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Author Topic: Sigma 14mm on Canon 1Ds?  (Read 1974 times)
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« on: January 07, 2003, 05:42:41 PM »
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This is an old myth, and I disproved it when I first tested a 1Ds pre-production camera back in September.

The Sigma 14mm has very poor edge performance and so isn't a good match with the 1Ds. The Canon 16-35mm f/2.8L performs superbly though.

Michael
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Bob Meier
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« Reply #1 on: January 07, 2003, 11:51:29 AM »
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Does an extreme wide angle lens, like the Sigma 14mm, work all right on a full frame digital camera, like the 1DS? I have read that there are problems at the edges of the frame because of the very great angle that the light from the lens is at with digital sensors -- is there any truth to that?
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samirkharusi
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« Reply #2 on: January 12, 2003, 10:59:51 PM »
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If one is looking for a high quality ultra-wide lens to use on a full frame I would be inclined towards a prime 14mm, either Tamron @ $1100 or the Canon @ $2000 (rough prices). Asking to zoom at these focal lengths might be pushing the technology limits somewhat a bit too much? I own the Tamron 14/2.8 and am very pleased with it. On Milky Way star photos (on film), an extremely tough test for any lens, the Tamron 14 does show some coma and vignetting in the corners of the frame, at f2.8. But it is still tolerable. Since the exposure is already 20 minutes long on Fuji 800 film, any lens that would require closing down is IMHO rather useless for this type of photography. For normal photography the Tamron does not show much shortfalls, but I suspect that if one really looks for it, it should be possible to find Chromatic Aberration in the corners. At $2000 the Canon 14mm should be better, perhaps. Since the Tamron 14 has ended up being my favorite lens for landscapes (both on film and on a D30) if I had to do it again I would simply pay the extra $1000 and go Canon, simply because it "should" be as good a lens as current technology can make. By the way, for reference, on chart testing, I found my Tamron 14mm to be sharper than my Canon 28/2.8, right across a D30 frame (too much bother to test on film). To see how much coma you get in corners on the Tamron 14mm:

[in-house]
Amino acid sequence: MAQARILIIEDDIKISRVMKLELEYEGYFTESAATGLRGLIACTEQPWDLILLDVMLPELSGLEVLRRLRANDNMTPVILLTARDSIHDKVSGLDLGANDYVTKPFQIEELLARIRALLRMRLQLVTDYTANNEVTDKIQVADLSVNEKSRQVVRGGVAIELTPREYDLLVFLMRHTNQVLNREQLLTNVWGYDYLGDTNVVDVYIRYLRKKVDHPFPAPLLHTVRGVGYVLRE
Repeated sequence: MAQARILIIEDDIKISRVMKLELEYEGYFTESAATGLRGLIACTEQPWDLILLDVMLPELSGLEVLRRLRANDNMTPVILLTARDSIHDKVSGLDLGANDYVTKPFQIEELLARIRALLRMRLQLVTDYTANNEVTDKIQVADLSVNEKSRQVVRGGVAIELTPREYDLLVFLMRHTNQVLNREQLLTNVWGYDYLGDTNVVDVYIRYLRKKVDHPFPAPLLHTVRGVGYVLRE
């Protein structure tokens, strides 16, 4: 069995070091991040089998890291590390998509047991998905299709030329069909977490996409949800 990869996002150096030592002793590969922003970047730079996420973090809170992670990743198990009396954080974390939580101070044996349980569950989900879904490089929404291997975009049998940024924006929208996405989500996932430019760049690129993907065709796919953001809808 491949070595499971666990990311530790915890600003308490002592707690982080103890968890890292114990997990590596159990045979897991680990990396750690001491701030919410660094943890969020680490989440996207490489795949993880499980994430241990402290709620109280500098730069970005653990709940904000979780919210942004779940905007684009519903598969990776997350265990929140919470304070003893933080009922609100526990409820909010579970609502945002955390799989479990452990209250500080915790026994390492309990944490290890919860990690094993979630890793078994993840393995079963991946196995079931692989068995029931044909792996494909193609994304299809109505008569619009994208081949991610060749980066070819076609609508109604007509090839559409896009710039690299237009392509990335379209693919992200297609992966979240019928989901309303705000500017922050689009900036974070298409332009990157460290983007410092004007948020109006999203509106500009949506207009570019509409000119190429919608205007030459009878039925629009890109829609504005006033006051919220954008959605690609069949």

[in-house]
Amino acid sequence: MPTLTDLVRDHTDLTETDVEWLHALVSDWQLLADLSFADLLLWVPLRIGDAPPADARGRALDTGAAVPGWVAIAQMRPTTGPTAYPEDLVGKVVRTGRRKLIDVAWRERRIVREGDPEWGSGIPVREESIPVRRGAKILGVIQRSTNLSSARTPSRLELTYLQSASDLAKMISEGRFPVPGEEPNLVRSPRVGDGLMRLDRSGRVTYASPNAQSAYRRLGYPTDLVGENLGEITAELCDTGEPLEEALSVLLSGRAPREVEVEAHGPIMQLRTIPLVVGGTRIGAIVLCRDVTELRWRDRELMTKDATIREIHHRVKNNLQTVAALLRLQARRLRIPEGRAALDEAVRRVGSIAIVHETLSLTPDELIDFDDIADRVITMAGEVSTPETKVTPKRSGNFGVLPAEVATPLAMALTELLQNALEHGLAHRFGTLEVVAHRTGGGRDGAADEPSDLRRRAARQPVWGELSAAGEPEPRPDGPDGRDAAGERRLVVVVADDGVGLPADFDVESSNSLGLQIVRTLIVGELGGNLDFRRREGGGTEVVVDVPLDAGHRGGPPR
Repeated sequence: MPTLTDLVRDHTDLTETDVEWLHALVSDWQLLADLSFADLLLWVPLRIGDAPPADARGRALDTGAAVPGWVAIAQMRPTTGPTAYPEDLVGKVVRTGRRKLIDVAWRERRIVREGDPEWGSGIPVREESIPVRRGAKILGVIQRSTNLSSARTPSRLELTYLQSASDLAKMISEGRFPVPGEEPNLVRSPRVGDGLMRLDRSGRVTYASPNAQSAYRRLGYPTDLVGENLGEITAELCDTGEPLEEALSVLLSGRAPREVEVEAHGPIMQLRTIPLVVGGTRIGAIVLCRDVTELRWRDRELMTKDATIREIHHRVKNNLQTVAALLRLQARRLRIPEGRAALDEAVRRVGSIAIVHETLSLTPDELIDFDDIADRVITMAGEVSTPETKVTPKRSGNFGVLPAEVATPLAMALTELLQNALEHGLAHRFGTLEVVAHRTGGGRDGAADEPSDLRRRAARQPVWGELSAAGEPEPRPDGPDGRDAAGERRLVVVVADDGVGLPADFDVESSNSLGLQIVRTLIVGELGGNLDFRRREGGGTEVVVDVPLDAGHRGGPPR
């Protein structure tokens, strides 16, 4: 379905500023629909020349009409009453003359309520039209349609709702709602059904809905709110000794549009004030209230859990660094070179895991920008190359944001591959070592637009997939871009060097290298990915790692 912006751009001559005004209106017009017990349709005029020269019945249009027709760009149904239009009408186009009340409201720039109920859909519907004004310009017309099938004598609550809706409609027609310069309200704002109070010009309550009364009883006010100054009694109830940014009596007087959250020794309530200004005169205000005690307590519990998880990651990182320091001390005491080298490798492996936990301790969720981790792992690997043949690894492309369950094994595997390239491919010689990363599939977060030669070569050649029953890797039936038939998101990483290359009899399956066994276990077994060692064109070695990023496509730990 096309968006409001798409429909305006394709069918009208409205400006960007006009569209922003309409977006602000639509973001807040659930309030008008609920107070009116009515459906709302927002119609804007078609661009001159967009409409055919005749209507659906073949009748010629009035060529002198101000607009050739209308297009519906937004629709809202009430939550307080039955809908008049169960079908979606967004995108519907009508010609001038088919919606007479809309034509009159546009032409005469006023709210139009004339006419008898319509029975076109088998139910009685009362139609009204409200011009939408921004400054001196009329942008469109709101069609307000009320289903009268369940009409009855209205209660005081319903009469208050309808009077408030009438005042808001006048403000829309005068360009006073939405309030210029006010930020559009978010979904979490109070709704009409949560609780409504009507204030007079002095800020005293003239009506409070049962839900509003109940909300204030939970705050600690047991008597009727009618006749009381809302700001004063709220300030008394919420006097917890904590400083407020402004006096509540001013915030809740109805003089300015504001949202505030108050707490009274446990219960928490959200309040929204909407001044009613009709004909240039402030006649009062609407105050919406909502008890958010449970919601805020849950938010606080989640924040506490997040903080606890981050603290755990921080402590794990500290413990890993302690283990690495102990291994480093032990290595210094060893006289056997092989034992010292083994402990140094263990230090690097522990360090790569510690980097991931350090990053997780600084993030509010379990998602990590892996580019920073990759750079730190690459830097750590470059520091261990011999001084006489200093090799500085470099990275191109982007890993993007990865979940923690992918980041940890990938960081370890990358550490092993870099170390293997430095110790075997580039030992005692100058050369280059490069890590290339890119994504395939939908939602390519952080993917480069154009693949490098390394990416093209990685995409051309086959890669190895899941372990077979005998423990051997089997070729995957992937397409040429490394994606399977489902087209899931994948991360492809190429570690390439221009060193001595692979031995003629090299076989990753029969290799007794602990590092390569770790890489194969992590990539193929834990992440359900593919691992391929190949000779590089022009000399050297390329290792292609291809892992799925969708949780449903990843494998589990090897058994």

http://www.geocities.com/samirkharusi/largemw.html
Again, for comparison, regarding how tough a test star photos can be, I have never been able to get similarly sharp star photos with my other Canon primes set wide open (Canon 28/2.8, 50/1.8, 100/2.8 macro). The stars end up being larger blobs. I did say that starphotos are a very tough test...
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